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24 September 2014
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BBC FOUR Autumn 2005
Tales from the Palaces

BBC FOUR - Autumn highlights 2005

Other Autumn highlights

Shakespeare's Happy Endings


This comic genealogy of rewritten Shakespeare is penned, presented and performed by Patrick Barlow, who stars as Professor Simon Starkman - academic, amateur thespian and novice documentary presenter.


Romeo and Juliet, Rosencrantz & Guildenstern Are Dead and West Side Story are just some of the many classic reworkings of Shakespearean text, paying due homage to his work, the apotheosis of the art of the dramaturge.


Barlow embarks on a whistle-stop tour of some of the most interesting and ludicrous bowdlerisations of Shakespeare throughout the history of theatre.


Some theatrical howlers from this litany of shame include: The History Of Richard II (1680), making Richard sympathetic … withdrawn after one performance; The History Of King Lear (1681), in which the Fool is removed, Cordelia is married off to Edgar, and which concludes with Lear being restored to two thirds of his kingdom; and a Romeo And Juliet (1597) in which, surprisingly, the young couple live together happily ever after, which played on alternate nights with the original tragedy. One stood the test of time; the other…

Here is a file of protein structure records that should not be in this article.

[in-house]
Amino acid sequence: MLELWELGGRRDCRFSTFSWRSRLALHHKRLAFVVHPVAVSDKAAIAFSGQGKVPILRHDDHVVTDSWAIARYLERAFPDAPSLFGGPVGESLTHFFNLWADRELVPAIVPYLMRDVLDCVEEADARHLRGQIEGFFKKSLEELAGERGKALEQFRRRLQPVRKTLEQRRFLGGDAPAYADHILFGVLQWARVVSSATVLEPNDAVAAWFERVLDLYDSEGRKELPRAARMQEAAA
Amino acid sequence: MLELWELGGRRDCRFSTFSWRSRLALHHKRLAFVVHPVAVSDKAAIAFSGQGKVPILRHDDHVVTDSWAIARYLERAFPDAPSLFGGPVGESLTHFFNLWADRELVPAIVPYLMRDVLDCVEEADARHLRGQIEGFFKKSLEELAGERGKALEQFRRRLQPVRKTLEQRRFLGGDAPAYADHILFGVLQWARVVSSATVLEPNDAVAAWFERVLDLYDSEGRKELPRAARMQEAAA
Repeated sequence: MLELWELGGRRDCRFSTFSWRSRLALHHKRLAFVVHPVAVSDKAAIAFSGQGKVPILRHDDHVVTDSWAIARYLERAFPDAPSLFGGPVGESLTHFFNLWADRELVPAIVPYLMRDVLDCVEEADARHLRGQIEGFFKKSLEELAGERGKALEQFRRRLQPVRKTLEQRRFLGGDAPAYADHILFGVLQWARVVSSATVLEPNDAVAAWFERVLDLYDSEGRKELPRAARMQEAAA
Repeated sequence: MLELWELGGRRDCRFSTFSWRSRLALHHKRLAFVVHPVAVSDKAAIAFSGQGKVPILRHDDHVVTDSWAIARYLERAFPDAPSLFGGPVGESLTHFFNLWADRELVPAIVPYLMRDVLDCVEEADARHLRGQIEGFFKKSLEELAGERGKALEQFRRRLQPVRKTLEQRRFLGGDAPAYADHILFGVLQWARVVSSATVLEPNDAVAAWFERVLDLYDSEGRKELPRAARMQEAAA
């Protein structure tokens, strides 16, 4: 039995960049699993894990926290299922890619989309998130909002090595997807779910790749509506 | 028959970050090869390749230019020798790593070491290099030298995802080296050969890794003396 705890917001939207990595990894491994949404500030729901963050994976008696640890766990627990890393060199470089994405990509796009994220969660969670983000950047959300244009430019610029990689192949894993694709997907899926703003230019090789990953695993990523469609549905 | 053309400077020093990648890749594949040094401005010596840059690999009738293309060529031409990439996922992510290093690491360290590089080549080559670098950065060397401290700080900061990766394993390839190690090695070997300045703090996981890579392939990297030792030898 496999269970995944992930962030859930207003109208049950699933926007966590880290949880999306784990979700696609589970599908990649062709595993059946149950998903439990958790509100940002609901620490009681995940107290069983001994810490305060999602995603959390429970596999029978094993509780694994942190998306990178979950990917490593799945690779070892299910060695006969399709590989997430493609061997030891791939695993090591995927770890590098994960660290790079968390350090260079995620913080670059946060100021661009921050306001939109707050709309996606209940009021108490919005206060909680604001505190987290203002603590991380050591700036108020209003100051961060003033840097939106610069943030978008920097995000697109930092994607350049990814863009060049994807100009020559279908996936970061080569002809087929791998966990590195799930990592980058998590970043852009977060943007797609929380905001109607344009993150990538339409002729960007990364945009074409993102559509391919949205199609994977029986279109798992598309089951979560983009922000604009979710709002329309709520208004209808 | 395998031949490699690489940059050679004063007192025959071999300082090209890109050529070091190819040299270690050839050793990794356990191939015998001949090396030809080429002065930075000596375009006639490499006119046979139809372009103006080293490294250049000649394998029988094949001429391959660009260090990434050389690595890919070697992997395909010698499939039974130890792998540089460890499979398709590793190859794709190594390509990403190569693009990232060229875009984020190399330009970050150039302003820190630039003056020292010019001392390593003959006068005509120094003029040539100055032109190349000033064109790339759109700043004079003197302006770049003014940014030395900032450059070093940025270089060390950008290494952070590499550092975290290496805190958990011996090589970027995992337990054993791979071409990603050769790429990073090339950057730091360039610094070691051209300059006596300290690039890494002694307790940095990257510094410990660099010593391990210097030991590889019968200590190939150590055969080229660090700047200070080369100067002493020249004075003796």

Patrick scrutinises the lunatic scribblings of Nahum Tate, Kemble and Dryden, the bombast of Garrick, the entrepreneurial Victorian actor-manager Henry Irving and the ludicrously camp 20th century player Wolfit, among others.


Part documentary, part staged performance, Shakespeare's Happy Endings builds on BBC FOUR's reputation for grown-up humour, candid biography and a surprising take on a subject that everyone thinks they know.


A BBC production.




A Waste of Shame


An intense drama about the passionate and destructive love triangle that consumed Shakespeare in his troubled middle years, A Waste of Shame adapts some of the most celebrated, sexual, raw, bitter and vitriolic love poems ever written.


Shakespeare's Sonnets are the most compelling source for an emotional and dramatic journey into the psychology of the man himself.


Self-analytical and brutally honest, they allow us to go behind the scenes of this complex genius - they are his story told in his very own words.


Internationally-acclaimed novelist and screenwriter William Boyd has written A Waste of Shame and brings to life Shakespeare's inner thoughts.


The drama is biographical: it focusses on Shakespeare's mysterious relationships with the 'lovely boy' and his extra-marital relationship with the 'dark lady' of his sonnet sequence.


The film tells the fraught, passionate love story behind the composition of the Sonnets.


Based on academic sources, A Waste of Shame delves into the mystery of the identity of who these people really were, and how they influenced and affected the greatest writer in our literary canon.


They didn't just tug at his heartstrings: they also changed the direction of his play-writing.


Shakespeare is presented as a corpulent, middle-aged writer and businessman, separated from his wife Anne Hathaway and grieving for the death of his son Hamnet.


Plague has sprung up again in London, and the theatres have all been closed as a result.